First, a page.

When Lindsey Graham is right, he’s right.
And when he’s wrong, well, it’s usually not that simple.
These days, there’s barely a national topic the ever-quotable South Carolina senator isn’t asked to comment on. When his answers reflect mainstream thinking, the moment passes quickly.
But when he says something contrary to conventional wisdom — or his past comments — the controversy drags on for days.
This week gave us examples of both.
On Tuesday, South Carolina’s senior senator laid into his colleague, Democratic presidential candidate Bernie Sanders, for suggesting that prison inmates should be allowed to vote.
“I don’t think I’ve ever been more offended than I am right now about the idea that Dylann Roof could vote in the next election,” Graham said.
He didn’t look more offended than he did at the Kavanaugh confirmation hearings, but you get the idea. And he has a valid point. “Go tell the people of Charleston that you think this man needs to have a voice about the future of South Carolina, that this man should have a say about who should be president of the United States,” Graham said.
In 2015, Roof killed nine people in Charleston’s Emanuel AME Church, a crime for which he currently resides on Death Row. The idea that this guy should be allowed to cast a ballot is ludicrous.
Criminals forfeit certain constitutional rights when they’re convicted, and Sen. Sanders should know that. After all, not even the NRA lobbies for the Second Amendment rights of inmates.
But don’t give them any ideas.
Also this week, Graham — chairman of the Senate Judiciary Committee — caught flak for his unwillingness to further investigate the special counsel’s report on Russian election tampering and White House obstruction of justice.
He told Charleston reporters that he was all for Robert Mueller finishing his investigation, but declared it had showed no collusion between the Trump campaign and Russia. Graham also claimed there was “insufficient evidence of obstruction of justice.”
As such, he said, Congress has no need to follow up with further inquiry. Some people would beg to differ. Including this guy: “If this body determines that your conduct as a public official is clearly out of bounds in your role, then impeachment is warranted, because impeachment is not about punishment. Impeachment is about cleansing the office. Impeachment is about restoring honor and integrity to the office.”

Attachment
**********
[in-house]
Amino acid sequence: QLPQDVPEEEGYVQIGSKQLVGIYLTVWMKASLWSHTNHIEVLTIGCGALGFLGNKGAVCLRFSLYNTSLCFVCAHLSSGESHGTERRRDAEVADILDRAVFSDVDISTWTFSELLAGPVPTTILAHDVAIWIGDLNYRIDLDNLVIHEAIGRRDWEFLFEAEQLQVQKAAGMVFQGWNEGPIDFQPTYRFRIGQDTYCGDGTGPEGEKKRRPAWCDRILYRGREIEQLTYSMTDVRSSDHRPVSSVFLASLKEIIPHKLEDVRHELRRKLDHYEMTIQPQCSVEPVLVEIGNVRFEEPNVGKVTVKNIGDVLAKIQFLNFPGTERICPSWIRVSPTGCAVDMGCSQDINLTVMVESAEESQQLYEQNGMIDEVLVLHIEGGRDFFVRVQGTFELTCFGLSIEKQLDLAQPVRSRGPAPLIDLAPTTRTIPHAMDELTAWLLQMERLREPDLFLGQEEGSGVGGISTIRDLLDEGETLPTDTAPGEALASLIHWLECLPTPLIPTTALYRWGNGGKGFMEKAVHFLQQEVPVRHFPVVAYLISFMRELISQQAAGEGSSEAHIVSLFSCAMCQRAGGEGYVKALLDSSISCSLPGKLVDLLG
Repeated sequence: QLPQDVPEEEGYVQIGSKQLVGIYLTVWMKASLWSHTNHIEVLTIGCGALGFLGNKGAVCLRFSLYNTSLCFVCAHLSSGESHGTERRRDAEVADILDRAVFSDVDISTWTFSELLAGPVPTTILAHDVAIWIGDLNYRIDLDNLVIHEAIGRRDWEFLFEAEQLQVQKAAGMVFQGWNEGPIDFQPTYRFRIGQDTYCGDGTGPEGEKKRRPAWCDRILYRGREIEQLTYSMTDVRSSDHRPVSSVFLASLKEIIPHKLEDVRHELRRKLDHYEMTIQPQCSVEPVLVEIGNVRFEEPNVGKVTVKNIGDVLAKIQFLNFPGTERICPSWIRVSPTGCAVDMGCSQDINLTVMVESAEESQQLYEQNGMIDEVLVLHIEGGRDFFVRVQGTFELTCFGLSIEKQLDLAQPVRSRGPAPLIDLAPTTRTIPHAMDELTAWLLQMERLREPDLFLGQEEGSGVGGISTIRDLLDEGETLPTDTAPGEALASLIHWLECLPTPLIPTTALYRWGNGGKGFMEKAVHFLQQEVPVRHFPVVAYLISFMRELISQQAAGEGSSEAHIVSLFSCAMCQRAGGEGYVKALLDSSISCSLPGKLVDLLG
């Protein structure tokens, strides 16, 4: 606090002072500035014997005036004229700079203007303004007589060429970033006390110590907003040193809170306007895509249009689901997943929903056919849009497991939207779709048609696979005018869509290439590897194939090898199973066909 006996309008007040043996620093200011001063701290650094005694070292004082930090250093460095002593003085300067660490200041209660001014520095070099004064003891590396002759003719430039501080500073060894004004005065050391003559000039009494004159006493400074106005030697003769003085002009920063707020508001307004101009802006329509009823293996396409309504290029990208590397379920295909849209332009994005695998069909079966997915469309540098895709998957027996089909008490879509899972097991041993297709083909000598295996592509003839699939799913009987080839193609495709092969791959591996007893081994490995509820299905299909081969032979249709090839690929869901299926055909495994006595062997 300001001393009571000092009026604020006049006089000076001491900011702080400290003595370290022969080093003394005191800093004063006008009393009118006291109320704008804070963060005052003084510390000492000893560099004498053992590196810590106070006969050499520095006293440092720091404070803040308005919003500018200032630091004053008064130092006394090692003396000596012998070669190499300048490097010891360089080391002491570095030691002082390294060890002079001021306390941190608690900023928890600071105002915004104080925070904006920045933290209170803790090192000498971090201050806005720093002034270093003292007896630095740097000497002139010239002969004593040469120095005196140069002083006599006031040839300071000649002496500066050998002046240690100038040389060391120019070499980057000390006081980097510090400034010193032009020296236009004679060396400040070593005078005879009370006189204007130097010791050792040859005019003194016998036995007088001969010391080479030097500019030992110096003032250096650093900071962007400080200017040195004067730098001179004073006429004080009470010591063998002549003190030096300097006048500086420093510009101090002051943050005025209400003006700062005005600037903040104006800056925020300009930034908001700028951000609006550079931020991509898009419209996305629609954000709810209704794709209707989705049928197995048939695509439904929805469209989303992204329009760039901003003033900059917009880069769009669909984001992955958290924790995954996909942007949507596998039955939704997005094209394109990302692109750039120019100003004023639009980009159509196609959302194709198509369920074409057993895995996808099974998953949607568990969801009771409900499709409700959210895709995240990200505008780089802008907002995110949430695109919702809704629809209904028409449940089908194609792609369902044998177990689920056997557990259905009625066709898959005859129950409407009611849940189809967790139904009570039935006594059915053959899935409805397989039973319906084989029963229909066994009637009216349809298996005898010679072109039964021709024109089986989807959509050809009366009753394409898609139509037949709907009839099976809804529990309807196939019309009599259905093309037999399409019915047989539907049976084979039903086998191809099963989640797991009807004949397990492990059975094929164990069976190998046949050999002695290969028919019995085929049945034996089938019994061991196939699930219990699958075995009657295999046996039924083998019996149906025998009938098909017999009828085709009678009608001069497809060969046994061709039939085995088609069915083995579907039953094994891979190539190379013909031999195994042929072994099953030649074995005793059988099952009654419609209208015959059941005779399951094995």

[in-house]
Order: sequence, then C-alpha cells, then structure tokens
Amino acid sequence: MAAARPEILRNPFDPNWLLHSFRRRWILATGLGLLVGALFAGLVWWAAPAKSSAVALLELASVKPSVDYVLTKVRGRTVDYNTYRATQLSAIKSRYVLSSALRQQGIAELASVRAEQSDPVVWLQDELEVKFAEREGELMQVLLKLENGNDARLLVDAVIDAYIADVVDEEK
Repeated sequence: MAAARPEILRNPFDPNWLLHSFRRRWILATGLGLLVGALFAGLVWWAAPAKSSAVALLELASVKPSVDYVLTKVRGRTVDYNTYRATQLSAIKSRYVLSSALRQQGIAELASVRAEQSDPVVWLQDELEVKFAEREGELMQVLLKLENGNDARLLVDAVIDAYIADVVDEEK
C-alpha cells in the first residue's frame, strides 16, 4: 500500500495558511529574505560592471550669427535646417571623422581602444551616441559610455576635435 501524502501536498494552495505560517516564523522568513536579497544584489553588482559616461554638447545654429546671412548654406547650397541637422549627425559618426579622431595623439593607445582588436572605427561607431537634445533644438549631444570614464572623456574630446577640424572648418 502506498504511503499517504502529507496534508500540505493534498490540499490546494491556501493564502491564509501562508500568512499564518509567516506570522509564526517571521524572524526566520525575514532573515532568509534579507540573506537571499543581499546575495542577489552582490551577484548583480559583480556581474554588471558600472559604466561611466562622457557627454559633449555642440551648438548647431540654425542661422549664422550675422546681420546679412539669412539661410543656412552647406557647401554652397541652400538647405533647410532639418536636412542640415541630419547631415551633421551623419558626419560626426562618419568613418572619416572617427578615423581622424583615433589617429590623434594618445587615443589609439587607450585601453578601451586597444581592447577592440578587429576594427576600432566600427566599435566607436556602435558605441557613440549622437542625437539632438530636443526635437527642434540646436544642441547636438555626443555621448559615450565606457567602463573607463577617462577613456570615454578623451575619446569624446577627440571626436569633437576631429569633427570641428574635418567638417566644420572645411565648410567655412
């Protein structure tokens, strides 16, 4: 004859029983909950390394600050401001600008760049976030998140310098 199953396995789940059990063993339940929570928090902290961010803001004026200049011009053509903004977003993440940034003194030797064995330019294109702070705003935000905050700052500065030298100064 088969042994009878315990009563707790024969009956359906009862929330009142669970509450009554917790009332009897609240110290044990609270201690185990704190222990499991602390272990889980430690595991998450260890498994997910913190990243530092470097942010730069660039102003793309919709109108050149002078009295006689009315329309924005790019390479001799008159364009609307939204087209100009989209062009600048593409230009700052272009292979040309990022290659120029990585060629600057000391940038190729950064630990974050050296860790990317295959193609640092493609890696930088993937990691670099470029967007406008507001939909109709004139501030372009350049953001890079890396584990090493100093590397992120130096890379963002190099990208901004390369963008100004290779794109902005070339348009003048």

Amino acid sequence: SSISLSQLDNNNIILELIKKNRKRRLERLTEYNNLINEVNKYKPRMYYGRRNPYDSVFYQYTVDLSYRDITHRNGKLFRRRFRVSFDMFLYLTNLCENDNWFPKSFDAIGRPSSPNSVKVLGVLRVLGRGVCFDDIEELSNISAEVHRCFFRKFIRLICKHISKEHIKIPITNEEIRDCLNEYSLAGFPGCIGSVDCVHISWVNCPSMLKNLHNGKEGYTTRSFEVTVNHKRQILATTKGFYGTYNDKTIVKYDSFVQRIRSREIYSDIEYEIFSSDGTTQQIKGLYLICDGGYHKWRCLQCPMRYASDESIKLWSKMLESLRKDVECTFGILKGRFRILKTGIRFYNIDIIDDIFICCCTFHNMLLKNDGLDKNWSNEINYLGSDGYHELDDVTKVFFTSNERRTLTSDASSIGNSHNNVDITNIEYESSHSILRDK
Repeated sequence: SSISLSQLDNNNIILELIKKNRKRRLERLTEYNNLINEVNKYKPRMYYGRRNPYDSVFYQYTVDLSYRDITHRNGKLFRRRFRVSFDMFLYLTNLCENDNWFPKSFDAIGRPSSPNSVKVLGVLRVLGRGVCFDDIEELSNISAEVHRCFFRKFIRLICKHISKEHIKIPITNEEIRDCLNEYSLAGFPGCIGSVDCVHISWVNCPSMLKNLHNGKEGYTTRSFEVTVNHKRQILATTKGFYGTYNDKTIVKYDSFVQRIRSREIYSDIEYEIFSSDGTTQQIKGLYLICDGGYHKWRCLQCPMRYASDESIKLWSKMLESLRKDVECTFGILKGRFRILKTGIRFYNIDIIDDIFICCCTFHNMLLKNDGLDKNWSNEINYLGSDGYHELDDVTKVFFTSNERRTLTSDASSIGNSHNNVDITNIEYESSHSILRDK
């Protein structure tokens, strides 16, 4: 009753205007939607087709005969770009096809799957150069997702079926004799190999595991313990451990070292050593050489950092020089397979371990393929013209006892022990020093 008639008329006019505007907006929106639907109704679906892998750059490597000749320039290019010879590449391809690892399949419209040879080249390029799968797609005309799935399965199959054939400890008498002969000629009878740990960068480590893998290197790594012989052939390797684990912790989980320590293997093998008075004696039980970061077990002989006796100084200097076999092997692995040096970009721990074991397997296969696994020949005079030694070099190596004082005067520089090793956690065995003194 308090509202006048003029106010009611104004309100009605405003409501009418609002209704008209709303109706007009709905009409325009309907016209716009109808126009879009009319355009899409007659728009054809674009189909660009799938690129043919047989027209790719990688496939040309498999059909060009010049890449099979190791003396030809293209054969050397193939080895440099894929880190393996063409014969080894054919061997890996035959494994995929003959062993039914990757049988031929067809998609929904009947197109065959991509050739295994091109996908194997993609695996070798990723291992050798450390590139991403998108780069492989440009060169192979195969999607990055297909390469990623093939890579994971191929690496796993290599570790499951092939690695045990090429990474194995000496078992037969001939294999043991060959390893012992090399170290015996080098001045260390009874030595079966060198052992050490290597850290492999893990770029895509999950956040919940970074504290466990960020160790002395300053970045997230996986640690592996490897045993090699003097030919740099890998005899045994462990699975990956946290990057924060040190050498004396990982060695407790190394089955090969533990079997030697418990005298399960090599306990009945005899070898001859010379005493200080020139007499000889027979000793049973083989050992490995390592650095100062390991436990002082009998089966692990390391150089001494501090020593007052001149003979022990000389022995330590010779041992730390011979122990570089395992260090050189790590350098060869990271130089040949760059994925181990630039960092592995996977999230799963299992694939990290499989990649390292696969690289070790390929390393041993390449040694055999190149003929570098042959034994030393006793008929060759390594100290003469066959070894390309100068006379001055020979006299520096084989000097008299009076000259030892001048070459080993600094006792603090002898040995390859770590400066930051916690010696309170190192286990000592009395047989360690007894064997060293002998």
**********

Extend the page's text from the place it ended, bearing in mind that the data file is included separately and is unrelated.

That sounds like a sentiment Democrats could latch onto these days. So, who said it? Graham did, two decades ago … when he was leading the impeachment of President Clinton. Now everyone is dragging out that video clip, saying Graham’s a hypocrite. Is he?
Clearly, both Clinton and Trump have lied; Clinton about an extramarital affair and Trump, well, there aren’t enough column inches to list all his whoppers.
The difference is, Trump didn’t do it in a legal proceeding. His lawyers knew the president under oath would make the Hindenburg look like a fender bender.
That seems like a partisan technicality. But Graham has said another difference is that Clinton’s infractions were serious enough that he had to relinquish his law license for a few years after he left office.
True, but Trump could still face legal trouble from the Southern District of New York after his term.
So, is that hypocrisy? If it is, both sides ultimately get smeared. Back when Graham called on Congress to cleanse the Oval Office of Clinton, no Democratic senators voted for impeachment. Just as no Republicans would likely do so now.
Well, except maybe Mitt Romney.
The point is, in Washington most perspectives depend on whose ox is getting gored. That includes Graham’s seemingly different ideas on the standards for impeachment.
Agree with him or not, Graham is always worth listening to. Because he has good perspective. Earlier this week, he made another point that’s gotten lost.
On Fox, the senator predicted impeachment efforts, which House Speaker Nancy Pelosi has thus far avoided, won’t turn out the way some Democrats hope.
“They’re going to be stampeded to impeach Trump because they hate him so much, and I hate it for the country, I hate it for the president, but it’s going to result in him getting re-elected,” Graham said.
Democrats had better hope Graham isn’t right this time. If he is, there won’t be enough votes to save them.
Even if prisoners could vote.
Reach Brian Hicks at firstname.lastname@example.org.